LibraryYOU is a project by the Escondido Public Library to share local knowledge through videos and podcasts. It consists of a recording studio to help patrons create content, a website to showcase the content, and training classes to help our community learn how to communicate with these popular online multimedia formats. Funded by an LSTA grant, we are halfway through our wonderful experiment and have been pleased by the positive reception from both our community and the larger international library community.
LibraryYOU vs. YouTube
The focus for the videos and podcasts is on tutorials, so the argument could be made that YouTube is full of How To videos. However, we wanted to focus on connecting our local experts to the people in their own community. Contributors must live, work, or play in Escondido. When I was planning the project it dawned on me that if we were to do this as a library, the content would need to formally become part of our digital collection. We would need to come up with a collection development policy to guard the quality and authoritativeness of submissions and every video and podcast would need to be cataloged. These two pieces also differentiated us from the content found on YouTube because as we all know, librarians are the pros when it comes to curating content and creating quality metadata. As a public library we are also very aware of the needs of those caught in the digital divide. Sure, everyone can post a video to YouTube, but not everyone knows how or has access to the equipment needed to do so. Our training classes and recording studio solved these problems.
With technology came training
We used grant funds to purchase an iMac, a couple HD digital video cameras, microphones, lighting, and backdrops. Luckily we had an office we could use as a recording studio where some of the audio and video recording could take place and LibraryYOU staff could sit and do the editing. While we are open to having people submit videos they have already created, every contributor so far has taken advantage of our staff and equipment to create their content. One of the goals is to encourage and teach people how to make their own online multimedia content. In April, we offered introductory classes on podcasting and online video and got a sense of the level of interest in our community. The number of attendees grew each week, especially after the local newspaper picked up our press release and announced the classes on their home page. I loved hearing about why people were taking the classes. We had a museum employee, a local non-profit employee, and individuals with their own knowledge and stories to share who were eager to learn about podcasting and online video. We are considering doing basic video and audio editing classes next since the students in our first classes are anxious to move to the next level.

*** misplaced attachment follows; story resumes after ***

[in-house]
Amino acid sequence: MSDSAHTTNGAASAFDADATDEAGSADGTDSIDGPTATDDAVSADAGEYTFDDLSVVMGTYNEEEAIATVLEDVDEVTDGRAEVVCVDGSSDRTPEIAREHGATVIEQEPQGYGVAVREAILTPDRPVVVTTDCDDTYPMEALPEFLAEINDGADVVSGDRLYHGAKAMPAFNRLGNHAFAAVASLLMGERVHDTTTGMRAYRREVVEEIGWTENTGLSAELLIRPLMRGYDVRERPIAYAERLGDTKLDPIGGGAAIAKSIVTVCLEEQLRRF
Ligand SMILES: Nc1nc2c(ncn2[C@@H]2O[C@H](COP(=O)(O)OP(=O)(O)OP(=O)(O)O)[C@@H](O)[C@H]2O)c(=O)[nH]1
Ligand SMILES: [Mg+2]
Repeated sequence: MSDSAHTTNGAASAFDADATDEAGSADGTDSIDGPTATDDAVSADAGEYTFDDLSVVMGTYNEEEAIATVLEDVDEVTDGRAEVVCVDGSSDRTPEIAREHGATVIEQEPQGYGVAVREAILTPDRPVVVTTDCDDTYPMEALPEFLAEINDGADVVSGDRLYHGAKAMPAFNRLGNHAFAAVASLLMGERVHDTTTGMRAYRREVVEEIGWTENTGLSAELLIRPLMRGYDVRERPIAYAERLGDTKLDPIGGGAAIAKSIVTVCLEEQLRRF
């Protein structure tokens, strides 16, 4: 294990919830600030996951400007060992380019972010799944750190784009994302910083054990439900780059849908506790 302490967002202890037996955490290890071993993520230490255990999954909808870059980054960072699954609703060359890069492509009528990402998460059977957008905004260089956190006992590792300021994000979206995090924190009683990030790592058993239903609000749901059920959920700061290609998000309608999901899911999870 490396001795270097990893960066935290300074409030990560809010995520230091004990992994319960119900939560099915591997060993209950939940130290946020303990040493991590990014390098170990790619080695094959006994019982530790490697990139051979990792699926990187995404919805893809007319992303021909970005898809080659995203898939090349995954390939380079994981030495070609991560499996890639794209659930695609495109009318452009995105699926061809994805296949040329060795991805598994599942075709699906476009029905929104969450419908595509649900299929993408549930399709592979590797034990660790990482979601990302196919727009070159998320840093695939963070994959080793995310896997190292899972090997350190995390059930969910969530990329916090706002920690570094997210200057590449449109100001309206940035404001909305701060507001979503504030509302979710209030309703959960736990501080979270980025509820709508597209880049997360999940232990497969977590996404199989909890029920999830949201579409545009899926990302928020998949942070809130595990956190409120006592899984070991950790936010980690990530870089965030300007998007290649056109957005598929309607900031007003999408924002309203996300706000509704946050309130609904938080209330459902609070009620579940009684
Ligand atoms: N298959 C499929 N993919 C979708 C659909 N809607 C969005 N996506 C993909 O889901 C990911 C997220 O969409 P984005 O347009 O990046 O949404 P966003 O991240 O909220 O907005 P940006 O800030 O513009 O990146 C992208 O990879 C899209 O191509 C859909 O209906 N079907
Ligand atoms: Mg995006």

Programming gets a lift
We also discovered a symbiotic relationship between LibraryYOU and our library events. An unforeseen but welcome development is that library presenters are becoming LibraryYOU contributors. This helps us promote their upcoming programs by posting the videos and podcasts on our website and social networking sites. We also get to keep a bit of their expertise even after their one hour in-person presentation is over. For example, a local woman who spoke about being a Holocaust survivor also sat down in our recording studio to create a podcast. Now, every time a student is looking for information in our catalog for information about Holocaust survivors, they may come across this resource the library itself has created. How cool is that? Also, LibraryYOU contributors have expressed an interest in doing an event at the library. A farmer who created a video about starting a vegetable garden said he would love to do a program at the library for children.
Community inspires the collection
What’s new about this collection is how content is procured. Adding new titles does not require pouring over lists of newly published materials. This time, we are the publishers, so we are taking on the role of talent scouting. This is really my favorite part. I have been doing a lot of outreach and networking in order to identify our community’s local experts. And it’s working. My biggest fear was that we would not be able to convince people to give us their time to create a video or podcast, but luckily people have seen the value to themselves and to their community. Since a lot of local experts have their own business, they get exposure from being on the LibraryYOU website and get to share their content on their own sites. Many of our contributors have experience teaching or training and are always happy to share their talents with others.
The best part of all of this is that the community has been very receptive. I have not talked to a single person who has not been excited about the project. We have not had any problem recruiting contributors and local reporters have been happy to write articles promoting LibraryYOU. Some library futurists have said that libraries should start allowing patrons to create their own content. I was not so sure how our community would feel about it at first, but I’m here to tell you that they just cannot seem to get enough of the access to our recording studio, free training classes, and the chance to become part of the library’s digital collection. As word spreads, we are really feeling the love. This has become an incredible way to show everyone that we are tech savvy and that we are here to help the community improve their tech skills.
Every community is full of interesting and inspiring people. If any library out there is considering starting a similar project, I’m happy to give advice and share how we set up LibraryYOU. Also, check out the LibraryYOU Project blog where I am tracking our progress.
Digital Services Manager
Escondido Public Library, Escondido, CA